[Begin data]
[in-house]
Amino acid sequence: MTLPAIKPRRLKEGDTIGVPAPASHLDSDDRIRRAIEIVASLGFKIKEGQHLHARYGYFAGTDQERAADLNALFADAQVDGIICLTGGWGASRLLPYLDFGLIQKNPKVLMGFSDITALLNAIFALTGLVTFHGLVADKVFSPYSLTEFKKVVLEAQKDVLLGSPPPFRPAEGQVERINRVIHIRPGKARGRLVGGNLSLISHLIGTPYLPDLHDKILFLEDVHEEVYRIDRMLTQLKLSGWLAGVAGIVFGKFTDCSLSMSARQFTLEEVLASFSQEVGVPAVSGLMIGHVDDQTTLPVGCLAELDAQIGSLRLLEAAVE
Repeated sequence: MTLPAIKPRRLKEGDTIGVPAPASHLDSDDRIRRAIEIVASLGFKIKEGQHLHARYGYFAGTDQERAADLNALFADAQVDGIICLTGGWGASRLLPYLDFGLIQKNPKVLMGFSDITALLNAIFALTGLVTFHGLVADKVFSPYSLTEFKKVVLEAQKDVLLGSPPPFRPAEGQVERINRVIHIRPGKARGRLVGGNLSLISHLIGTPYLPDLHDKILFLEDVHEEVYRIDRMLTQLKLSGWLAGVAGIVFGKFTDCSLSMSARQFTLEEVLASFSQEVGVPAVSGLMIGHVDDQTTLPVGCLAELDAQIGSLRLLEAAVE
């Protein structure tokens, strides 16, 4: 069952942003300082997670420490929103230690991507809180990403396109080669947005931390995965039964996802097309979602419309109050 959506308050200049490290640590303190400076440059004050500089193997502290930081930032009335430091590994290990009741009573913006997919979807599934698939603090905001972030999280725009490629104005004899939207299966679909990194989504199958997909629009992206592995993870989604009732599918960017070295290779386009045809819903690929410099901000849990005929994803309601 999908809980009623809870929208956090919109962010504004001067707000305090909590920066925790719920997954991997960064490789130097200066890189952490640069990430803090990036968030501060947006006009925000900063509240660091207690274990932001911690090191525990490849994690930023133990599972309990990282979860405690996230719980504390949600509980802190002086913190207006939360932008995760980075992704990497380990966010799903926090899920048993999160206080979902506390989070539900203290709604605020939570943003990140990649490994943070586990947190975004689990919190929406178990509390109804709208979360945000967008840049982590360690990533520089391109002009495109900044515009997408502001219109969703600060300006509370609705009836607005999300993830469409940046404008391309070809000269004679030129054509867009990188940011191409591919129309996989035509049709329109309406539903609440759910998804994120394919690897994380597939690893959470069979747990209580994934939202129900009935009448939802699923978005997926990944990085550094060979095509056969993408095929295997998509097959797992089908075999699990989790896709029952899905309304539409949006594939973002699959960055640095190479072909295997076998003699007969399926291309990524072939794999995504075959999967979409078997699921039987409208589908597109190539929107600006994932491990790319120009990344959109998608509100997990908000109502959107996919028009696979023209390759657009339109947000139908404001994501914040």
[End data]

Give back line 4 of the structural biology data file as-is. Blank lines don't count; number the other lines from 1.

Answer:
């Protein structure tokens, strides 16, 4: 069952942003300082997670420490929103230690991507809180990403396109080669947005931390995965039964996802097309979602419309109050 959506308050200049490290640590303190400076440059004050500089193997502290930081930032009335430091590994290990009741009573913006997919979807599934698939603090905001972030999280725009490629104005004899939207299966679909990194989504199958997909629009992206592995993870989604009732599918960017070295290779386009045809819903690929410099901000849990005929994803309601 999908809980009623809870929208956090919109962010504004001067707000305090909590920066925790719920997954991997960064490789130097200066890189952490640069990430803090990036968030501060947006006009925000900063509240660091207690274990932001911690090191525990490849994690930023133990599972309990990282979860405690996230719980504390949600509980802190002086913190207006939360932008995760980075992704990497380990966010799903926090899920048993999160206080979902506390989070539900203290709604605020939570943003990140990649490994943070586990947190975004689990919190929406178990509390109804709208979360945000967008840049982590360690990533520089391109002009495109900044515009997408502001219109969703600060300006509370609705009836607005999300993830469409940046404008391309070809000269004679030129054509867009990188940011191409591919129309996989035509049709329109309406539903609440759910998804994120394919690897994380597939690893959470069979747990209580994934939202129900009935009448939802699923978005997926990944990085550094060979095509056969993408095929295997998509097959797992089908075999699990989790896709029952899905309304539409949006594939973002699959960055640095190479072909295997076998003699007969399926291309990524072939794999995504075959999967979409078997699921039987409208589908597109190539929107600006994932491990790319120009990344959109998608509100997990908000109502959107996919028009696979023209390759657009339109947000139908404001994501914040």